In the recent Fighting Falls class offered by Mashpee Fitness all four of the participants that took the Berg Balance test before and after the program showed improvement in basic balance in the areas of: stand from a sitting position, leaning forward on toes, picking items up from the floor, standing with feet together, standing on one leg and stepping up a simulated flight of stairs.  Balance can be improved.  Are you ready to start fighting falls?

Blog post by Alan Harrison.

Wednesday, November 19, 2014

Foam Rolling

Improving flexibility and joint function is a common goal for many fitness programs. Flexibility is defined as the mobility within a joint or groups of joints, directly reflecting the ability of muscle-tendon structures to elongate. Two ways to improve flexibility are 1) by restoring length to the tissues surrounding muscles and bones and 2) by releasing fibrous adhesions that lead to range of motion restriction and restoring health to tissues. With the improved understanding of human anatomy and physiology we have come to realize the benefits of self-myofascial release.

There are many modes used to perform self-myofascial release including deep tissue massage, massage sticks, lacrosse balls, and the mode I will be addressing the foam roll. Foam rolling has become increasingly popular in the fitness realm, appealing to clients/patients of all ages and ability. This piece of equipment is a cylindrical piece of hard-cell foam best used on a flat surface. By applying pressure to these fibrous adhesions (web-like connective tissue surrounding human anatomy in response to trauma) we are able to reduce the level of restriction by restoring muscle length and taking pressure off of pain sensitive structures (i.e.- nerves, pain receptors). This in turn allows for a wider range of motion and therefore improved flexibility.

Foam rolling is a particularly attractive option because all you need is the roller itself. By altering your position on the roller you are able to adjust the pressure throughout the targeted musculature. The general instructions for foam rolling are to try and hit all the large muscle groups. This includes the quadriceps, hamstrings, back muscles, calves, and glutes. It is advised that you experiment with foam rollers of different densities to find one that is comfortable for you. A softer foam roll is recommended for beginners and those with nerve issues or a low tolerance to pressure. As your body begins to adapt to this process you should increase the density of the roller.

Foam rolling can be utilized as part of a warm-up because of the isometric positions you must hold while performing. These isometrics, similar to a plank position, improve blood flow to musculature and improves neuromuscular facilitation better preparing you for your workout.

Start by rolling along the entire muscle finding tender spots. Roll each desired area 5 times per minute (slow and steady pace) and switch to the next position. As always remember to work within a comfortable range and ask questions if needed!

For examples of foam rolling view:

Blog post by Evan Healy.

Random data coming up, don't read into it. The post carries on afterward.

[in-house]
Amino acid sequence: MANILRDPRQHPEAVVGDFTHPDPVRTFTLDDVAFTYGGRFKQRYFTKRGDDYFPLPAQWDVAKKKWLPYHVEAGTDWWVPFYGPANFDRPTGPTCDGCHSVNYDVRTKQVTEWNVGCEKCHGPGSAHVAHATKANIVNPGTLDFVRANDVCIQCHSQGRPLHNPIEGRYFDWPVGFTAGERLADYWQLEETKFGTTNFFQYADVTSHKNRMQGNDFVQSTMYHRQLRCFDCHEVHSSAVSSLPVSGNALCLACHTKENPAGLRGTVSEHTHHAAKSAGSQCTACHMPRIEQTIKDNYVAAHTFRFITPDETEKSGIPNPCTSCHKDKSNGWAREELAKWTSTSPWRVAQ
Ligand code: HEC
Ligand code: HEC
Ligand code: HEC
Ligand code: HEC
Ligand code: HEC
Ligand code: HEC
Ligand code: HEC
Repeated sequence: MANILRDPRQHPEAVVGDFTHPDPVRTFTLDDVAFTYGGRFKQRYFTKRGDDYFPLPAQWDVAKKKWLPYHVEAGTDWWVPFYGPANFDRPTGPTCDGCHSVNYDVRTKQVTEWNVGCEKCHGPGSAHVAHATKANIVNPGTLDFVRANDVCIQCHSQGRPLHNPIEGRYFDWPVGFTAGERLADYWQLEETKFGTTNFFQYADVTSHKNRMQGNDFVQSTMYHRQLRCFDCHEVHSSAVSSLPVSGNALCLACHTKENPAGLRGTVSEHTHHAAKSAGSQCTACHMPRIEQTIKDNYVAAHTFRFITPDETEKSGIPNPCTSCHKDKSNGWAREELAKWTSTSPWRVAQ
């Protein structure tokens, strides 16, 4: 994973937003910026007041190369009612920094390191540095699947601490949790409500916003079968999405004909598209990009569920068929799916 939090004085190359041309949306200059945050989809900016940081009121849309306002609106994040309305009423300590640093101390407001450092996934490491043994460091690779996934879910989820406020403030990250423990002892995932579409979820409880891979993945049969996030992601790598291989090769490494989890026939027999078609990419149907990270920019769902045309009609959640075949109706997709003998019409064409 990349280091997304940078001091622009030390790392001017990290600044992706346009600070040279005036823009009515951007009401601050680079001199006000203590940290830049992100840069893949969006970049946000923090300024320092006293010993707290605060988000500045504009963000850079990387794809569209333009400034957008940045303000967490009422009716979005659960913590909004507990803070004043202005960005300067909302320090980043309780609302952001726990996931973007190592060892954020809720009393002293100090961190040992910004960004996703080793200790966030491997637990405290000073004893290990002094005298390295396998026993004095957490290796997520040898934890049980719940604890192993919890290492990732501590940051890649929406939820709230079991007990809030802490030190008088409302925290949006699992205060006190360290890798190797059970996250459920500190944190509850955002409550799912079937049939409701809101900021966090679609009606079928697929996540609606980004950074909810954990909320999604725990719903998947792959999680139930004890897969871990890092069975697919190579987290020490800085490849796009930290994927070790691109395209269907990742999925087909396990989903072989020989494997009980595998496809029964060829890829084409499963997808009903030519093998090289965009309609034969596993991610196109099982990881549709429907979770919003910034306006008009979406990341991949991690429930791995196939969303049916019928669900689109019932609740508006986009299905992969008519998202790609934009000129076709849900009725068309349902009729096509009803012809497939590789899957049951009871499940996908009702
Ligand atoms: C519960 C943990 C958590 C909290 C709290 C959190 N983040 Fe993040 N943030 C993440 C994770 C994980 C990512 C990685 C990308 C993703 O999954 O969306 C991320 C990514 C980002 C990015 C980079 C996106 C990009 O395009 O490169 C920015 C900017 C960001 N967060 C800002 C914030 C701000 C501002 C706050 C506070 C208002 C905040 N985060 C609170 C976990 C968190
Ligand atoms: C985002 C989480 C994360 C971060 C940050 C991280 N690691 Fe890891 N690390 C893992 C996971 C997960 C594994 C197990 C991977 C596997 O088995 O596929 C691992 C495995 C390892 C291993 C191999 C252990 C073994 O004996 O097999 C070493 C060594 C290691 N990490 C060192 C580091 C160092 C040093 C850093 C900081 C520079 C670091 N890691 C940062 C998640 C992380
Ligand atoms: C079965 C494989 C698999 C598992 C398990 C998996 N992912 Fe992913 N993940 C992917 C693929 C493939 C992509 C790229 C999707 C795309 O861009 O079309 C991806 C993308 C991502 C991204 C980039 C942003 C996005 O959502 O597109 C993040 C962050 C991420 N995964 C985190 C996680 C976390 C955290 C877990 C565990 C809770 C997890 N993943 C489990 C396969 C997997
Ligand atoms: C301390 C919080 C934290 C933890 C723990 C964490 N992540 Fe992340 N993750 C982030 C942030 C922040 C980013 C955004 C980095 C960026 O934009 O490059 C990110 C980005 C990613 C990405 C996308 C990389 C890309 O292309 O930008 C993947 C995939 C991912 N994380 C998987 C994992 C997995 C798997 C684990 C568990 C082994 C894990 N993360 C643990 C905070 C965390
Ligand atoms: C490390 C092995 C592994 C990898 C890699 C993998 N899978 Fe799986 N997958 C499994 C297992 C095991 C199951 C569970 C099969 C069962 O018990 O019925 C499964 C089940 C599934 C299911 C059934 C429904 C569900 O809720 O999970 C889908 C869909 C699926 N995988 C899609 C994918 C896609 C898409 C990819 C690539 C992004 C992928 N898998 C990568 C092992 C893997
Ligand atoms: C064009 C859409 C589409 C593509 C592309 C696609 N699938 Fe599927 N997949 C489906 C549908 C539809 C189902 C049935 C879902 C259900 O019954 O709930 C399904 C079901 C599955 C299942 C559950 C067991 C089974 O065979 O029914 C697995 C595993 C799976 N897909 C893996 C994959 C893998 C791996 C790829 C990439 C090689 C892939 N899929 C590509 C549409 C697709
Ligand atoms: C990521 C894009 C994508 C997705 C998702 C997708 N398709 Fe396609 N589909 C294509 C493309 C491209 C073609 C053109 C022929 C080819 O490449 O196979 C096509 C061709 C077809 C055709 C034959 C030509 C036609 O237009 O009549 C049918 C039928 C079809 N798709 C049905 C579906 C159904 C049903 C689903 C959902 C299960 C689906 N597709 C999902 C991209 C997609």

Monday, November 17, 2014

Why do you exercise?

Last month we asked our members, trainers, physical therapists, and office staff “Why do you exercise?”  We received numerous responses.  Everyone has a different reason and motivation to work out.  Some of us love it.  Some of us hate it.  We know we have to do it.

Below is an essay Anna Cavanaugh, a Cape Cod Rehab Physical Therapy Aide, shared with us about regarding the topic…

Transforming society by optimizing movement to improve the human experience

“Physicist Sir Isaac Newton's First Law of Motion states: An object at rest tends to stay at rest and an object in motion tends to stay in motion, unless acted upon by an external force. When this law of motion was first introduced in the 1600s, Newton used it to explain how mass behaves in a system free of external forces such as friction or gravity. As a recent graduate interested in physical therapy, I view this law not only applicable to physical objects and systems, but also to the work of physical therapists in rehabilitating, managing and preventing of injuries for people in our society.

As an athlete, I fully appreciate the need to stay active, flexible, and strong for muscle and joint health. I am committed to improving the human body and how it moves and stays mobile at any age in order to empower individuals to be able to lead independent and dynamic lives, especially with the sedentary lifestyle of many today. As a future physical therapist my goal is to embody this philosophy through education, commitment and innovation.

Education is the foundation to a successful recovery and enhancing a patient’s wellbeing. I want to help people heal, but first, I want them to understand how they became injured. Making this a more active process, I want us to work together to restore their health and prevent future injuries and complications through proper demonstration and practice of exercise techniques. To establish this plan of action, I plan to treat the people I work with as "students" interested in learning about their body and injury prevention, as opposed to "patients", where they might think of it as a one-way experience.  In doing this, I hope to create a different level of engagement and involvement, which allows them to continue independently long after their treatment is complete. It is critical to empower a patient with knowledge and confidence in order to encourage them to take charge of their own therapy.